Scores by Alexandre Desplat (The Imitation Game), Justin Hurwitz (Whiplash), Jóhann Jóhannsson (The Theory of Everything), and Antonio Sanchez (Birdman), and Hans Zimmer (Interstellar) are the finalists for Best Score Soundtrack for Visual Media whereas brand new works will face off against two 1951 scores that have been revived this past year for Best Musical Theater Album. Lin-Manuel Miranda’s Hamilton, Jeanine Tesori’s Fun Home and Something Rotten! by Karey Kirkpatrick and Wayne Kirkpatrick will be challenged by Rodgers and Hammerstein’s The King and I and a stage adaptation of the George Gershwin-songed motion picture An American in Paris.
In the various jazz categories, Joey Alexander, Christian McBride, Donny McCaslin, Joshua Redman, and John Scofield have all been nominated for Best Improvised Jazz Solo and albums by Alexander and Scofield will compete against discs by Terence Blanchard, Robert Glasper, and Jimmy Greene for Best Jazz Instrumental Album. Nominees in this category are exclusively for smaller combos since the Grammys offer another award, Best Large Jazz Ensemble Album, for bigger groups; the 2016 contenders for that accolade are the Gil Evans Project, Marshall Gilkes and WDR Big Band, Arturo O’Farrill and The Afro Latin Jazz Orchestra, Patrick Williams, and the Maria Schneider Orchestra. Maria Schneider, of course, was the recipient of the Best Contemporary Classical Composition Award for her Winter Morning Walks in 2014; 21st-century music reality, unlike the Grammy Awards, is not neatly compartmentalized into distinguishable musical genres.
Perhaps the strangest of all Grammy categories is Best Instrumental Composition which perversely excludes works nominated for Best Contemporary Classical Composition from consideration—although one of the 2016 nominees, David Balakrishnan’s Confetti Man, is the title track from the latest album of his group, the Turtle Island Quartet, released on the “classical” label Azica Records. Among the others are Arturo O’Farrill’s Afro Latin Jazz Suite and Marshall Gilkes’s Vesper from their respective Best Large Jazz Ensemble-nominated albums Cuba: The Conversation Continues (on Motema Music) and Köln (on Alternative Side Records) and two other big band jazz scores from albums that were not among the Best Large Jazz Ensemble finalists—Bob Mintzer’s Civil War written for the Bob Mintzer Big Band and Rich DeRosa’s Neil written for the University Of North Texas One O’Clock Lab Band.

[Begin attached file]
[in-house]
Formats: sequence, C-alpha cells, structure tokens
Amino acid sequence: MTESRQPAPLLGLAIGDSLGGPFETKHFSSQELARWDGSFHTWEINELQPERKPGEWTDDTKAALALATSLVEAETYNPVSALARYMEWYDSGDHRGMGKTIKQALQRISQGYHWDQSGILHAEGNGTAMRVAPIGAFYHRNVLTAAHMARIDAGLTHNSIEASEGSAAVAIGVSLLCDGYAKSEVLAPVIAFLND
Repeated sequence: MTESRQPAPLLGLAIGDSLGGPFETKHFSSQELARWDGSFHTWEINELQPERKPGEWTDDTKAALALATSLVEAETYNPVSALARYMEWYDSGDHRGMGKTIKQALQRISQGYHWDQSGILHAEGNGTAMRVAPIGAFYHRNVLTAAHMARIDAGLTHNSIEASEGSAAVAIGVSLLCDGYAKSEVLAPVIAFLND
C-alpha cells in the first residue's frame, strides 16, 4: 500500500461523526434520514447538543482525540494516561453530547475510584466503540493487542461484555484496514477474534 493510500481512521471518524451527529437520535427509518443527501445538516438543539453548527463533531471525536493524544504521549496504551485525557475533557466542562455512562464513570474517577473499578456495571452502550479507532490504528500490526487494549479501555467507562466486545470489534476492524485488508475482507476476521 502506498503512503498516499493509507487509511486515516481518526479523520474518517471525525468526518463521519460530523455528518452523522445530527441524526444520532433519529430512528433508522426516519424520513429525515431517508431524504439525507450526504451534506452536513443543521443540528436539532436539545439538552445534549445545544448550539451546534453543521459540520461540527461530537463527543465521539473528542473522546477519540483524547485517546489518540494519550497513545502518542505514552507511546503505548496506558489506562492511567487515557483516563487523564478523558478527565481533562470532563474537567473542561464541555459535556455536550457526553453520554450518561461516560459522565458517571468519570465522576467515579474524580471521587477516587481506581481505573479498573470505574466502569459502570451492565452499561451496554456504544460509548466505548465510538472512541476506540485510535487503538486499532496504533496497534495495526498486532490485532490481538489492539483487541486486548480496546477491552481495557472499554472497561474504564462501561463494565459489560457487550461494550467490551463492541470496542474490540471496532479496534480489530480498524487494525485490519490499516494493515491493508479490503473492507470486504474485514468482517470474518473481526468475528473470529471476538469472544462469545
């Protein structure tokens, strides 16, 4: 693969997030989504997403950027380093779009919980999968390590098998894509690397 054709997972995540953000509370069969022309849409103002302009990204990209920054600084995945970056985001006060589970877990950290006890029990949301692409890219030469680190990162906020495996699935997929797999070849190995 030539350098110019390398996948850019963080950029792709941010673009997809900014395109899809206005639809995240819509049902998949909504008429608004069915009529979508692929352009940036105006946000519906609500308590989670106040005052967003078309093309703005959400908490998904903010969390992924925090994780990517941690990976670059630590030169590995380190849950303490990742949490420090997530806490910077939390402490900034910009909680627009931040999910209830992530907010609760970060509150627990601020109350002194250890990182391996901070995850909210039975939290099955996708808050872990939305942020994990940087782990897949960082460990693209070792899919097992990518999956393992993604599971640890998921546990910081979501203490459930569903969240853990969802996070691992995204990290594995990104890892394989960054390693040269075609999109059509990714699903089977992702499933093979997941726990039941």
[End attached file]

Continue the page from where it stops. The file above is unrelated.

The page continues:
It might take Taylor Swift recording an album with John Luther Adams or (an even greater probability) Caroline Shaw recording with Kanye West for the folks in charge of the Grammy Awards to catch up with the breadth of music that people are now listening to and how they are listening to it. Once that happens, hopefully the various categories in which musical achievement are acknowledged by the Recording Academy won’t feel quite as straitjacketed.